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  • Syracuse and the necropolis of Pantalica

    Unesco Site since 2005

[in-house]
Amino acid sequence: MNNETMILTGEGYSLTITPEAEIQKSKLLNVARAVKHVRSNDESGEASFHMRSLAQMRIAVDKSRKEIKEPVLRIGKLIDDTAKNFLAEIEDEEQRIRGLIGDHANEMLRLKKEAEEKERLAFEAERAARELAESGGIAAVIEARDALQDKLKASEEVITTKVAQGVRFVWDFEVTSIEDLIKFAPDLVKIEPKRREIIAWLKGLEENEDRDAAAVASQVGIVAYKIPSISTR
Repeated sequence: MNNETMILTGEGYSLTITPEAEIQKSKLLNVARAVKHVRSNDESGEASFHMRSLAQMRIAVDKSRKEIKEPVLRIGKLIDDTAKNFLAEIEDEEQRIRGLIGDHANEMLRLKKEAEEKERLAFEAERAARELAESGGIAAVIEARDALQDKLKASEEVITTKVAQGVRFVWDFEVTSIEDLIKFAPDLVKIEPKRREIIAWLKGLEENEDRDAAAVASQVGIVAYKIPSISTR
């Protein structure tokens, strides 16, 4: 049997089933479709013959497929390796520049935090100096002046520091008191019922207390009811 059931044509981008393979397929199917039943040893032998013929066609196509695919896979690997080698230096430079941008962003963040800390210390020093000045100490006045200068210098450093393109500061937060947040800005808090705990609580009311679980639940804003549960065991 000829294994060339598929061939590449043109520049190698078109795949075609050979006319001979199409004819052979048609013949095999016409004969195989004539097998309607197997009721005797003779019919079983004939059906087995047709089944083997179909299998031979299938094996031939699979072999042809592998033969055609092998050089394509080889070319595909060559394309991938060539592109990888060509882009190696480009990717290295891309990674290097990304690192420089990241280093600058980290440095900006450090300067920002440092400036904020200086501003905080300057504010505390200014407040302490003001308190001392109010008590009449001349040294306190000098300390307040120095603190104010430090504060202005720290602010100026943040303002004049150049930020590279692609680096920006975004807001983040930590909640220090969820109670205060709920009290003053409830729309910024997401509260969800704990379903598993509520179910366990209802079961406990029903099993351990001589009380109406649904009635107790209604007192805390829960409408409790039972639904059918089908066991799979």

Syracuse, in south-eastern Sicily, has been a city of great importance in the history of Mediterranean civilization. Founded in the 8th century BC. by Greek colonists on the small island of Ortigia, where the Arethusa spring was located, inspiring myths and poems and connected to the mainland by two bridges, was defined by Cicero as “the largest and most beautiful Greek city”. Subsequently, four other districts developed: Acradina, Tychè, Neàpoli, and Epipoli, so much so that the city was defined as the “Pentapolis” and became a leading metropolis on the scene of the ancient Mediterranean. Many well-preserved buildings and architectural structures bear witness to the domination of the Romans, Byzantines, Barbarians, Arabs, and Normans who succeeded over time in Syracuse and the continuous development of the city over the centuries, but at the same time, they give an account of the extraordinary importance that Syracuse has held for almost three millennia in the Mediterranean area. The world heritage site also includes the rock necropolis of Pantalica, 40 kilometers from Syracuse, which contains over 5000 tombs carved into the rock and dating from the period between the 13th and 7th centuries BC. From the discovery of megalithic construction, the Anaktoron, or Prince’s Palace, it has been hypothesized that Pantalica was an indigenous state expression of the Sicilian civilization before Greek colonization. With the growing influence of Syracuse, the settlement and necropolis of Pantalica were abandoned. During Byzantine domination, the necropolis system was repopulated and exploited to form rock villages, in which some of the tombs were enlarged and became homes, while others were used as a church or oratory. Subsequently, the Pantalica area returned to being uninhabited.


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